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Viral gastroenteritis ( Viral diarrhea ). PowerPoint Presentation
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Viral gastroenteritis ( Viral diarrhea ).

Viral gastroenteritis ( Viral diarrhea ).

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Viral gastroenteritis ( Viral diarrhea ).

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  1. Viral gastroenteritis ( Viral diarrhea ). Dr. Mohammed Arif Associate professor Consultant virologist Head of the virology unit

  2. Viral diarrhea . The second most common infection after the respiratory tract . Mainly disease of infants and young children . Mostly self limiting disease. Recovery is usual . Diarrhea, vomiting and abdominal pain are the major symptoms. Viruses causing diarrhea replicate in the epithelial cells of the small intestine and shed freely in stools.

  3. Viral etiology Rota viruses (reoviridae), the major cause of infantile diarrhea. Enteric adenoviruses types 40 & 41 (adenoviridae). Astroviruses (astroviridae). Norovirus (caliciviridae). Sapovirus (caliciviridae) .

  4. Rota viruses Family: Reoviridae. Icosahedral particles , 20-30 nm in diameter. Unenveloped. Two icosahedral capsids (wheel like). The viral genome is ds-RNA, 11 segments. Replicate in the cytoplasm. They infect epithelial cells in the small intestine. The major cause of diarrhea in infants & young children.

  5. Astroviruses Family: Astroviridae. Icosahedral particles, 30-40 nm in diameter. Unenveloped. The viral genome is ss-RNA, plus strand. Cause diarrhea in infants and children .

  6. Noroviruses ( Norwalk virus ) & sapovirus . Family: Caliciviridae . Genus : norovirus ( 1968 ) . Genus : sapovirus ( !977) . Icosahedral particles, 30-40 nm in diameter, with cup- shaped depressions. Unenveloped. The viral genome is ss-RNA, plus strand. Cause diarrhea in all age groups.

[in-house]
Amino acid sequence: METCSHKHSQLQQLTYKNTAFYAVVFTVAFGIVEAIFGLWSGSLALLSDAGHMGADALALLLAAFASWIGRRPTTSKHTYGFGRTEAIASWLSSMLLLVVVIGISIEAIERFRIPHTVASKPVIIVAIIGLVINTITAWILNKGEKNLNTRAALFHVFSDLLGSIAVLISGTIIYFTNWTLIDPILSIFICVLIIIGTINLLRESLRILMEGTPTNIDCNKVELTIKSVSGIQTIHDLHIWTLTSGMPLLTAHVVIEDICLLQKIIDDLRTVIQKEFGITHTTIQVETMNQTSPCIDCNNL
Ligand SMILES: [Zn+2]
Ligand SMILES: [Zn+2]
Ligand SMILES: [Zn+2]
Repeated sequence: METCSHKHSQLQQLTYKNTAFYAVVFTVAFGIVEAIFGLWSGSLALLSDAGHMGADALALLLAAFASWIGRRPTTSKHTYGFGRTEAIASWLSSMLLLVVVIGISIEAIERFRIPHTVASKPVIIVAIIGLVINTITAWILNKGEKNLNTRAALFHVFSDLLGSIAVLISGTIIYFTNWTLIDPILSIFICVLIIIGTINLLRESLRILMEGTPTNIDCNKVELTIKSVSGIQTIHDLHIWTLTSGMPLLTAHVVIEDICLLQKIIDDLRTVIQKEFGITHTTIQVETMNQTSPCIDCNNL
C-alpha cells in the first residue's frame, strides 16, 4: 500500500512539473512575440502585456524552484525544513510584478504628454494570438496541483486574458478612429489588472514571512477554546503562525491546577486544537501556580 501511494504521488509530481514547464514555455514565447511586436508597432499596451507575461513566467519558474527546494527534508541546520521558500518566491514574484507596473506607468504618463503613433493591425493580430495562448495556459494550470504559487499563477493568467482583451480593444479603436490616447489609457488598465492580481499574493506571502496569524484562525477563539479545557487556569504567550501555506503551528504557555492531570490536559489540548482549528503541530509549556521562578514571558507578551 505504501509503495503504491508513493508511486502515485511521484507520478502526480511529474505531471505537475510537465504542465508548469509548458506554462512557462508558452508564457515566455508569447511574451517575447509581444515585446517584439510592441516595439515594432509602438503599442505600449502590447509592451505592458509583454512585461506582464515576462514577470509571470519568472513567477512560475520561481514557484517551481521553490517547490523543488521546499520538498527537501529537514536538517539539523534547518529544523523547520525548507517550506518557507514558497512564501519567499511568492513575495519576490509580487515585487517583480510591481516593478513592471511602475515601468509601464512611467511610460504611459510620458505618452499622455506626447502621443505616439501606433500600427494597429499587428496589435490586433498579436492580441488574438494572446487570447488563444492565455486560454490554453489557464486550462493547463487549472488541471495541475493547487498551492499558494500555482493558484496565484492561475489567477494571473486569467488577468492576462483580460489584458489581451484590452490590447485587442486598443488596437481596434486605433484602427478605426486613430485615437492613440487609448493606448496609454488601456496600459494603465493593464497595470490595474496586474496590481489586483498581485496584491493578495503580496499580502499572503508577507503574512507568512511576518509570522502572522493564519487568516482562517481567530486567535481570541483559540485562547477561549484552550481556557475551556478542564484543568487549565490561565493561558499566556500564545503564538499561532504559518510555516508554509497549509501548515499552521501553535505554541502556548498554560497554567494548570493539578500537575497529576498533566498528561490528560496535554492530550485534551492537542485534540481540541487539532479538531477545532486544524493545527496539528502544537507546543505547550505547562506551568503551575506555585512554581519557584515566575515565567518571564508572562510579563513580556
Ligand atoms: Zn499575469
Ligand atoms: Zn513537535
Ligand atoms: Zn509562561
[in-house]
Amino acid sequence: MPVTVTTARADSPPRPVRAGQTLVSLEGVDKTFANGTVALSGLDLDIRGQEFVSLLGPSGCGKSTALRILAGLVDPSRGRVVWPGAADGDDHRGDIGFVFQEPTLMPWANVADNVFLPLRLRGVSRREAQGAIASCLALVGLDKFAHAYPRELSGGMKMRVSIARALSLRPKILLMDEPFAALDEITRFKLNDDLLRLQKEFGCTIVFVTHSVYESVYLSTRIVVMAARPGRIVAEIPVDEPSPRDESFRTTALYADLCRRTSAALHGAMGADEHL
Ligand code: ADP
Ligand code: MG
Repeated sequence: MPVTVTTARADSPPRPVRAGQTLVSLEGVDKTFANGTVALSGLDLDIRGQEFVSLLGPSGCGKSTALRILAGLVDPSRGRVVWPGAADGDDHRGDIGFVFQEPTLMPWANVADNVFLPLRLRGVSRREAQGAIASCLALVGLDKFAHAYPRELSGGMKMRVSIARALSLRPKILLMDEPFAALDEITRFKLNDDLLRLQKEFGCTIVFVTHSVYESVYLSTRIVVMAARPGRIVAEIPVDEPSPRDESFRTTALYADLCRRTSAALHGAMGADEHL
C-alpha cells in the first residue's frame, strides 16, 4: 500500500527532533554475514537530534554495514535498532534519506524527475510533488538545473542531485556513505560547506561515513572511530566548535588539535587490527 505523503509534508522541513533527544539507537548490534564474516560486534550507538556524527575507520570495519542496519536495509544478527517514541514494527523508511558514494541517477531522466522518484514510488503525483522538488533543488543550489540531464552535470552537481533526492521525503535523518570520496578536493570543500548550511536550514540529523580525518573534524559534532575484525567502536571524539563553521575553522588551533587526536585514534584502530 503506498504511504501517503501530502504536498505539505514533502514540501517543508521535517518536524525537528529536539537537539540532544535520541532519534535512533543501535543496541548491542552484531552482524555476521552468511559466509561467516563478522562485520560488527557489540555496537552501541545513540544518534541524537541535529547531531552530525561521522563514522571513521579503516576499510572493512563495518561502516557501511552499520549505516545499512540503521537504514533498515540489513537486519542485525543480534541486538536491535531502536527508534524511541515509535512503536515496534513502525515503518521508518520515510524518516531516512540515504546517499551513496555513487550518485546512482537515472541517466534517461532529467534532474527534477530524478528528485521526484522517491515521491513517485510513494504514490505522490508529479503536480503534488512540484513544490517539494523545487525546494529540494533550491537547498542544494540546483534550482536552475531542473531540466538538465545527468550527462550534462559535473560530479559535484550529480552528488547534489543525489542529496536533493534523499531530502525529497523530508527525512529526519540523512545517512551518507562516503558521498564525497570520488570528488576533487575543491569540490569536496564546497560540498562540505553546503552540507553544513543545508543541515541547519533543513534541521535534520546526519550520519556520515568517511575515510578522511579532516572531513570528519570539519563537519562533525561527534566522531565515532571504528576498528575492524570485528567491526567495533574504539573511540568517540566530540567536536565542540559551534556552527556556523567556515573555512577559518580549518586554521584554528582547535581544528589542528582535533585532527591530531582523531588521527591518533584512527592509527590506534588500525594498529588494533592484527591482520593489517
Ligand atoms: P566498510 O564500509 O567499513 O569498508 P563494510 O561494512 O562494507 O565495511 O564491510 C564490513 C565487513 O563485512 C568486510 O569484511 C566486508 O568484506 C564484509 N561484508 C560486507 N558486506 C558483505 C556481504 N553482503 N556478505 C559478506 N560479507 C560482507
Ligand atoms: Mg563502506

7. Adenoviruses Family: Adenoviridae. Icosahedral particles, 60-70 nm in diameter. 12-fibres one at each vertix. The viral genome is ds-DNA. Replicate in the nucleus. 49 distinct types, grouped into 6-subgenera (A-F). Cause diarrhea in infants and young children .

  8. Transmission By the fecal oral route: Person to person through contaminated hands. Eating uncooked fruits and vegetables contaminated with infectious fecal material. Drinking water contaminated with infectious fecal material. Contamination of uncooked food, fruits and salads by food handlers.

  9. Target group: Mainly infants and young children . Norovirus affects all age groups , often occurs in closed or semi-closed communities, such as hospitals, dormitories, prisons , etc.

  10. Endemicity. • Viruses that are transmitted by the fecal oral route are endemic in areas with: • Low standard of hygiene and sanitation. • Primitive sewage system. • No adequate water pipe-line system. • Crowded living condition. • Low educational level.

  11. Pathogenesis . These viruses replicate in the epithelial cells lining the small intestine ( enterocytes ). They replicate at the tips of the villi ( mature cells ), causing destruction of these cells . They do not replicate in the crypt . As a result, maladsorption of fluids and electrolytes occurs .

  12. Small intestine

  13. Small intestine

  14. Clinical features IP , 1-3 days. The main symptoms are: diarrhea, vomiting, nausea, abdominal cramping and pain, fever. Duration: 2-7 days. Prognosis: in the absence of dehydration, the disease is mild and recovery is usual. Complications: dehydration.

  15. Infantile diarrhea .

  16. Treatment By replacement of fluids and electrolytes lost by diarrhea. Children with diarrhea who are unable to take fluids by mouth because of nausea and vomiting may need interavenous fluids

  17. Prevention measures Washing hands with soap and water before preparing food and eating. Washing hands with soap and water after toilet and changing diapers. Disinfection of contaminated surfaces , such as toilets, carpet, floors, etc.

  18. Laboratory diagnosis By detection of these viruses in stool, using EIA. These viruses shed freely in stool.

  19. Rotavirus vaccine. Live attenuated , oral vaccine. Administered in two doses. First dose at age of 2- months. Second dose at age of 4- months